The flailing attacks on Rick Perry multiply as he pulls easily ahead of the Republican field. Journalists had rooted for an exciting figure to parachute into the lackluster race but now probably regret that hope. Perry scares them. He is, by their lights, a "terrifying" critic of the New Deal and Great Society, a "theocrat," a hater of "science," and no "compassionate" conservative.
The same media that portrayed George W. Bush as ideologically dangerous now hold him up as the measure of an acceptable Republican. Rick Perry has managed to make journalists nostalgic for the Bush years. A Perry victory, the Washington Post reports with concern, would "cement the Republican Party's shift away from Bush's approach to a more libertarian, anti-government GOP."
In other words, another "compassionate" conservative from Texas would be tolerable to the chattering class after all, but not a Tea Partier from Texas.
Mitt Romney can count on favorable coverage in the coming months from a media that now sees its mission as "saving America from Rick Perry." Those words come from Washington Post columnist Ruth Marcus, who calls that an "urgent fight." Perry represents to this media the dreaded continuation and expansion of 2010 Tea Party success, whereas Romney represents a reassuring step back to the safety of establishment Republicanism.
The rumored strategy of Romney against Perry will apparently feed off these media fears. According to Washington Post columnist Marc Thiessen, "Romney's campaign will argue that Perry is against the very idea of Social Security and Medicare," and it will use his book Fed Up! to "scare seniors in early-primary states with large retiree populations, such as Florida and South Carolina." Also: "The Romney campaign will argue that Perry repels independents and can't win in key swing states such as Florida, Ohio, Wisconsin, Pennsylvania and Michigan -- while Romney can."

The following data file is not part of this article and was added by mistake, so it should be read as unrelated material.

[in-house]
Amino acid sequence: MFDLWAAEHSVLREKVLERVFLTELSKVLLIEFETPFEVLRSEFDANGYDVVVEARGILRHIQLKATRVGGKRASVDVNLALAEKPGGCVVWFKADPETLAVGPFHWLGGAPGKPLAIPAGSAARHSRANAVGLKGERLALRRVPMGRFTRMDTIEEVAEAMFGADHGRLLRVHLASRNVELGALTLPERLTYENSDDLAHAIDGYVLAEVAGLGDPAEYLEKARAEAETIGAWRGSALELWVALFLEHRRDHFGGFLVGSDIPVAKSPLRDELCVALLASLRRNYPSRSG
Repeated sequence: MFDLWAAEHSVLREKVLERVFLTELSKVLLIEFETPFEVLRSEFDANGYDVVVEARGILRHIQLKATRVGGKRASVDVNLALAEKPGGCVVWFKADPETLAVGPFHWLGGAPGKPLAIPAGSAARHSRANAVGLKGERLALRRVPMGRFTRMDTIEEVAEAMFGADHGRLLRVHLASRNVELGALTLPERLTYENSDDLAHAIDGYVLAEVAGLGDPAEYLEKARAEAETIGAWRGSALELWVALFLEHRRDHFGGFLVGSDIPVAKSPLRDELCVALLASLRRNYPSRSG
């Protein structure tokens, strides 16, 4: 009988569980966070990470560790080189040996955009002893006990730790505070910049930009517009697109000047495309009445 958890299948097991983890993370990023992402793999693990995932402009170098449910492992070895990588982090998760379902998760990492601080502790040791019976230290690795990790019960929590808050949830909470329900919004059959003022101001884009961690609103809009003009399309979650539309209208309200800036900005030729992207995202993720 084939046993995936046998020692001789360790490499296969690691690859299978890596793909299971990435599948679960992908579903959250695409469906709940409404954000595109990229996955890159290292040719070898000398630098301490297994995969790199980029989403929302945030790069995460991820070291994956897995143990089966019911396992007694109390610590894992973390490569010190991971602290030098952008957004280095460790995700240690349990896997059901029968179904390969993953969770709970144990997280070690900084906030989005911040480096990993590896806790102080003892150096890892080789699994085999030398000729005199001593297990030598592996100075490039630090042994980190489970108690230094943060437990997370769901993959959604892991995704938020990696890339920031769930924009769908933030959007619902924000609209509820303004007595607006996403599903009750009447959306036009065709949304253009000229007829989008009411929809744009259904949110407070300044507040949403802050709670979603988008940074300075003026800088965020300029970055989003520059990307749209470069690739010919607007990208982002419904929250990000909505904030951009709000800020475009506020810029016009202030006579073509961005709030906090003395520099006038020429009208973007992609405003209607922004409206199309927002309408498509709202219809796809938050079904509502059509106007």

And yet if Perry is too conservative for Romney's taste, he is also, on at least one issue, too liberal. Thiessen reports that the Romney campaign "plans to use immigration to drive a wedge between Perry and his conservative base by highlighting Perry's opposition to a border fence and legislation he signed in 2001 allowing the children of illegal immigrants to attend Texas colleges and universities at in-state tuition…. Romney strategists believe immigration will be a devastating issue for Perry with Tea Party Republicans across the country -- especially in important primary states such as Arizona."
Another line of attack will be that Perry is the "anti-government candidate who has spent most of his life in government," says Thiessen. Romney has already rehearsed this one, saying in a speech on Tuesday that "career politicians got us into this mess and they simply don't know how to get us out."
Much of this is likely to fall flat. A scenario in which the Tea Party rushes into Romney's arms over immigration is improbable, particularly if he is at the same time knocking Perry for a dim view of Social Security and Medicare and saying that Perry is unacceptable to independents. The two lines of attack will cancel each other out. Lumping Perry in with career politicians that "got us into this mess" also seems odd, since most Tea Partiers don't associate Perry with the national political class and consider jobs-rich Texas under Perry a contrast to the mess.
Unmentioned in the Thiessen piece is whether Romney will engage Perry on any cultural issues. Perhaps this is an area best avoided by Romney, though one can imagine the media helping him in this regard, casting the formerly pro-choice Mormon as more "mainstream" than the "theocrat" Perry.
The media is certainly itching to address these issues. In a preview of things to come, New York Times executive editor Bill Keller demands to know if a candidate places "fealty" to religion over the "Constitution." What touching concern from Keller for a document liberals have shredded through fealty to secularism.
Most of the Founding Fathers wouldn't have passed Keller's vetting. If Perry is a "theocrat" for thinking that America is one nation under God, so were they. If Perry is "anti-science" for thinking that the world didn't create itself through random processes, so were they. As usual, the media intends to use politically correct name-calling and mau-mauing as its chief mode of covering a conservative candidate. Any stick will do in its quest to save liberal America from Rick Perry.